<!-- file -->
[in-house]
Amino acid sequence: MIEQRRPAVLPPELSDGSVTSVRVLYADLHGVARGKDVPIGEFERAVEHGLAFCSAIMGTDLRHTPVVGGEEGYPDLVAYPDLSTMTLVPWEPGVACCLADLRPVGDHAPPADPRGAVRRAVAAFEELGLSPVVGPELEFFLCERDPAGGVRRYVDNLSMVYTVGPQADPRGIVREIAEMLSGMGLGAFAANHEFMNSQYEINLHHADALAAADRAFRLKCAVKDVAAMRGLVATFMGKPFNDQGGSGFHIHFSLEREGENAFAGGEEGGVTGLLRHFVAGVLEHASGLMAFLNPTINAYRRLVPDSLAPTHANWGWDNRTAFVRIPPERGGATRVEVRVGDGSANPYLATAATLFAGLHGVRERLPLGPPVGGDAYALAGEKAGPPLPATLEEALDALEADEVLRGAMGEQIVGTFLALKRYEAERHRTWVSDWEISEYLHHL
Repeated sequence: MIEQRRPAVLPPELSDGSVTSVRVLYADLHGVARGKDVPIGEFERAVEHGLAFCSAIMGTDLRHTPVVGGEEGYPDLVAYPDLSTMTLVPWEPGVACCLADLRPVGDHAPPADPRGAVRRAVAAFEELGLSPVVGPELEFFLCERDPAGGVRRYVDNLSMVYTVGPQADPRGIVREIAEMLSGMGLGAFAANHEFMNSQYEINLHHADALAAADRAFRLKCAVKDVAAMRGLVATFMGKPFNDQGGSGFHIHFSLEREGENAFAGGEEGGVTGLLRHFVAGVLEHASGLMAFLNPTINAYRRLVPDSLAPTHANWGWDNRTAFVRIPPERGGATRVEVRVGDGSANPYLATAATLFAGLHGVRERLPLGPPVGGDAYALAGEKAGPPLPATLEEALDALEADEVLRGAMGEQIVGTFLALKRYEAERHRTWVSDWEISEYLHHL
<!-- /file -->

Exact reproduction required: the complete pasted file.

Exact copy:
[in-house]
Amino acid sequence: MIEQRRPAVLPPELSDGSVTSVRVLYADLHGVARGKDVPIGEFERAVEHGLAFCSAIMGTDLRHTPVVGGEEGYPDLVAYPDLSTMTLVPWEPGVACCLADLRPVGDHAPPADPRGAVRRAVAAFEELGLSPVVGPELEFFLCERDPAGGVRRYVDNLSMVYTVGPQADPRGIVREIAEMLSGMGLGAFAANHEFMNSQYEINLHHADALAAADRAFRLKCAVKDVAAMRGLVATFMGKPFNDQGGSGFHIHFSLEREGENAFAGGEEGGVTGLLRHFVAGVLEHASGLMAFLNPTINAYRRLVPDSLAPTHANWGWDNRTAFVRIPPERGGATRVEVRVGDGSANPYLATAATLFAGLHGVRERLPLGPPVGGDAYALAGEKAGPPLPATLEEALDALEADEVLRGAMGEQIVGTFLALKRYEAERHRTWVSDWEISEYLHHL
Repeated sequence: MIEQRRPAVLPPELSDGSVTSVRVLYADLHGVARGKDVPIGEFERAVEHGLAFCSAIMGTDLRHTPVVGGEEGYPDLVAYPDLSTMTLVPWEPGVACCLADLRPVGDHAPPADPRGAVRRAVAAFEELGLSPVVGPELEFFLCERDPAGGVRRYVDNLSMVYTVGPQADPRGIVREIAEMLSGMGLGAFAANHEFMNSQYEINLHHADALAAADRAFRLKCAVKDVAAMRGLVATFMGKPFNDQGGSGFHIHFSLEREGENAFAGGEEGGVTGLLRHFVAGVLEHASGLMAFLNPTINAYRRLVPDSLAPTHANWGWDNRTAFVRIPPERGGATRVEVRVGDGSANPYLATAATLFAGLHGVRERLPLGPPVGGDAYALAGEKAGPPLPATLEEALDALEADEVLRGAMGEQIVGTFLALKRYEAERHRTWVSDWEISEYLHHL